As a boy of 14, I was always looking for adventure. As I look back, I am amazed that my parents let me do so much. Dad had taken a break from the coal mining business and opened a service station on the main road through Englewood, Tennessee. We moved the house trailer onto the property next to the station. After school and on the weekends I helped dad in the service station, pumping gas, repairing flats and increasing autos. Dad would often leave me alone to run the station. Some times he would even take all my friends fishing and he would say someone has to mind the store. I did not mind because because he took me fishing plenty of times.
We were only there about six months, but I have many memories from Englewood. An old lady walked south to Florida in the winter time and back north in the summer time. She pushed a cart with all her beloveds and never accepted a ride. She spent some time at the station visiting and talking for quite a while.
We found a red container with a fuse in a pile of dirt behind the station one day, it looked like it had black powder in it. Dad and I tried our best to get it to go off but the fuse would not stay lit. Dad must have known that the powder and fuse was to wet.
Someone gave me an old washing machine motor while we were there and I was able to get it running. I do not know why they called the small motors washing machine motors unless they were used on the early washing machines. It had a side shaft and place for a small belt. I bolted the motor onto the back of my bicycle and attached a belt from the motor to the rear wheel with an old motor cycle belt attachment. I installed a lever on the side that I could tighten the belt with for drive. It would really fly. However, it was very heavy on the rear and hard to steer. If you got off the bike, the front wheel would come off the ground. After a while I got tired of struggling with it and wanted my old bike back. I am amazed that I did not kill myself on that thing.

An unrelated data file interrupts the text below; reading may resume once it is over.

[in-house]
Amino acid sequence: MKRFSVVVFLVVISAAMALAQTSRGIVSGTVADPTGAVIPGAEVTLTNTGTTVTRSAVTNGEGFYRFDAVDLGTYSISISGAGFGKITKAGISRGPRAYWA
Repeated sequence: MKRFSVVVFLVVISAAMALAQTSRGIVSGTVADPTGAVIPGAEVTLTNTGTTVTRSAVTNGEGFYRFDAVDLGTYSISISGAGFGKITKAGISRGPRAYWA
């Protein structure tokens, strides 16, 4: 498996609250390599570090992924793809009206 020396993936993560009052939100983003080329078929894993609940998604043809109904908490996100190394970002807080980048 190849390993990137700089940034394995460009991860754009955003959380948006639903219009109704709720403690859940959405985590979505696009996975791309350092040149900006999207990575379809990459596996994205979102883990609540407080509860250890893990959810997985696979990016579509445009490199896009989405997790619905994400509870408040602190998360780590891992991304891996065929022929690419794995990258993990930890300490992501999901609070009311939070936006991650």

My friends and I decided to go camping once and mom said that it was fine just do not go too far. We packed up our blankets and snacks and headed off to where the road led. We even walked the railroad tracks for quite a while. When night came, we had no ideal where we were, only how to get back. We found an old barn that look like it was about to fall down, and climbed up into the second floor. Most of the floor was missing so we had to be careful not to fall through. We spend the night there and the next morning someone yelled, look what is down below! Right below us was a dead goat, he still had all of his hair, but he had been dead for a long time. I can not remember what we did the rest of the day, but that dead goat sure stuck with me.
My second cave trip was also in Englewood, I am not sure just where. We rode our bikes out of town to this farm, one of the boys must have known about the cave. The entrance was a slide down about 20 feet into a good size room. We only had our flashlights and I do not think that we stayed very long. I wish that I could remember where it was I would like to go back and check it out again. I do remember that there was a spring down the hill just a short way form the entrance. On the way back we spent sometime knocking down wasp nests in another barn and getting chased by them. That was always a challenge to see how many nest you could knock down without getting stung.
I had a close friend named Becky, we met at the Baptist Church where we attended. She had a steady boy friend that was keeping a close eye on what Becky was hanging around with, but I was careful and we never had a run-in. We never got too serious but we shared a lot and we corresponded together while I was in the service. While I was visiting with her one day, a car ran over her cat. It was a really bad scene the cat was screaming and Becky was crying for me to put him out of his misery. Well I never realized just how hard it is to kill a cat and I never want to have to go through that again. We dated once after I returned from my tour in Germany, but a lot had changed for both of us and nothing developed. We lost touch after that and I often wonder if she married that farm boy in Englewood. I passed a lady on the bridge of Rich's department store in Atlanta once many years later and could have sworn that it was Becky, however I thought it better not to try and find out.
We left Englewood in 1956 and moved to Lakeland Florida. Dad got a job as a welder in the phosphate mines there.